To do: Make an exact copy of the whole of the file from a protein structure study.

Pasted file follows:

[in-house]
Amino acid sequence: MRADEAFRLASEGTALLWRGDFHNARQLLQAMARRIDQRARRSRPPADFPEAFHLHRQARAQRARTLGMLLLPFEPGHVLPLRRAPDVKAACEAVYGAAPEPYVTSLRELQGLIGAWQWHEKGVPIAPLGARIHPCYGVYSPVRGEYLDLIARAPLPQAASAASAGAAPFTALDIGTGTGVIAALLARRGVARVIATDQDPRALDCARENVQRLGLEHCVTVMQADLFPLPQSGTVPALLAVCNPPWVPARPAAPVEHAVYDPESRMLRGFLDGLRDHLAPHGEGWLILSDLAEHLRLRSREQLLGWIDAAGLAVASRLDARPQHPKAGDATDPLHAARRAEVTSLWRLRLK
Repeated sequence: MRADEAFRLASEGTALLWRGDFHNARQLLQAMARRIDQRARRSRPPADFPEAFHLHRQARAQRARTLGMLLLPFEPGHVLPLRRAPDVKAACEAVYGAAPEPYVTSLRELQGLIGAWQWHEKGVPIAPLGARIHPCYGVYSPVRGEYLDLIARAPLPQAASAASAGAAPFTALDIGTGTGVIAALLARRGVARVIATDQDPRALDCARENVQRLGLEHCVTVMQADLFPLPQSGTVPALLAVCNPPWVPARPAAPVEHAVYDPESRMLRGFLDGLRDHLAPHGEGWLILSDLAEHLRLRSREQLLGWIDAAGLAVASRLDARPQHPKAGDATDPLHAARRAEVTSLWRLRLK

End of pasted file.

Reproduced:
[in-house]
Amino acid sequence: MRADEAFRLASEGTALLWRGDFHNARQLLQAMARRIDQRARRSRPPADFPEAFHLHRQARAQRARTLGMLLLPFEPGHVLPLRRAPDVKAACEAVYGAAPEPYVTSLRELQGLIGAWQWHEKGVPIAPLGARIHPCYGVYSPVRGEYLDLIARAPLPQAASAASAGAAPFTALDIGTGTGVIAALLARRGVARVIATDQDPRALDCARENVQRLGLEHCVTVMQADLFPLPQSGTVPALLAVCNPPWVPARPAAPVEHAVYDPESRMLRGFLDGLRDHLAPHGEGWLILSDLAEHLRLRSREQLLGWIDAAGLAVASRLDARPQHPKAGDATDPLHAARRAEVTSLWRLRLK
Repeated sequence: MRADEAFRLASEGTALLWRGDFHNARQLLQAMARRIDQRARRSRPPADFPEAFHLHRQARAQRARTLGMLLLPFEPGHVLPLRRAPDVKAACEAVYGAAPEPYVTSLRELQGLIGAWQWHEKGVPIAPLGARIHPCYGVYSPVRGEYLDLIARAPLPQAASAASAGAAPFTALDIGTGTGVIAALLARRGVARVIATDQDPRALDCARENVQRLGLEHCVTVMQADLFPLPQSGTVPALLAVCNPPWVPARPAAPVEHAVYDPESRMLRGFLDGLRDHLAPHGEGWLILSDLAEHLRLRSREQLLGWIDAAGLAVASRLDARPQHPKAGDATDPLHAARRAEVTSLWRLRLK